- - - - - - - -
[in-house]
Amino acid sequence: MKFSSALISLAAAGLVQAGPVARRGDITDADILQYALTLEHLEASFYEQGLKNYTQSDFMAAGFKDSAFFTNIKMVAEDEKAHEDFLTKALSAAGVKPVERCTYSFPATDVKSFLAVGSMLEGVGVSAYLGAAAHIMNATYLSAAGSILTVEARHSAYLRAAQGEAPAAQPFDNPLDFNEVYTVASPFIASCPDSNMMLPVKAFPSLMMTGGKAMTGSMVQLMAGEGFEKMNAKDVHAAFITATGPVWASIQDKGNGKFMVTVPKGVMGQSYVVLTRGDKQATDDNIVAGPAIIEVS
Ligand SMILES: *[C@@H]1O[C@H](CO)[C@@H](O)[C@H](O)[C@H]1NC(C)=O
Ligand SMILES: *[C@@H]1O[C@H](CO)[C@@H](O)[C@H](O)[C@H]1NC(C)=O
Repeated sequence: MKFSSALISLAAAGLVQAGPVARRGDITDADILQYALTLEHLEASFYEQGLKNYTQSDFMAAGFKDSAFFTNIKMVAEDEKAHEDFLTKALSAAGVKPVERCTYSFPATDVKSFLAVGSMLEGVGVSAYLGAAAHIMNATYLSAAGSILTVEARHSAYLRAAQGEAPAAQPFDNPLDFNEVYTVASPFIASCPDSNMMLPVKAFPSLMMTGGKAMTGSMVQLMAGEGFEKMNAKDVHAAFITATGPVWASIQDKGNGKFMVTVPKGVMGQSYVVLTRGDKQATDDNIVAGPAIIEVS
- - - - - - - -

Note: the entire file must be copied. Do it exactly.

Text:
[in-house]
Amino acid sequence: MKFSSALISLAAAGLVQAGPVARRGDITDADILQYALTLEHLEASFYEQGLKNYTQSDFMAAGFKDSAFFTNIKMVAEDEKAHEDFLTKALSAAGVKPVERCTYSFPATDVKSFLAVGSMLEGVGVSAYLGAAAHIMNATYLSAAGSILTVEARHSAYLRAAQGEAPAAQPFDNPLDFNEVYTVASPFIASCPDSNMMLPVKAFPSLMMTGGKAMTGSMVQLMAGEGFEKMNAKDVHAAFITATGPVWASIQDKGNGKFMVTVPKGVMGQSYVVLTRGDKQATDDNIVAGPAIIEVS
Ligand SMILES: *[C@@H]1O[C@H](CO)[C@@H](O)[C@H](O)[C@H]1NC(C)=O
Ligand SMILES: *[C@@H]1O[C@H](CO)[C@@H](O)[C@H](O)[C@H]1NC(C)=O
Repeated sequence: MKFSSALISLAAAGLVQAGPVARRGDITDADILQYALTLEHLEASFYEQGLKNYTQSDFMAAGFKDSAFFTNIKMVAEDEKAHEDFLTKALSAAGVKPVERCTYSFPATDVKSFLAVGSMLEGVGVSAYLGAAAHIMNATYLSAAGSILTVEARHSAYLRAAQGEAPAAQPFDNPLDFNEVYTVASPFIASCPDSNMMLPVKAFPSLMMTGGKAMTGSMVQLMAGEGFEKMNAKDVHAAFITATGPVWASIQDKGNGKFMVTVPKGVMGQSYVVLTRGDKQATDDNIVAGPAIIEVS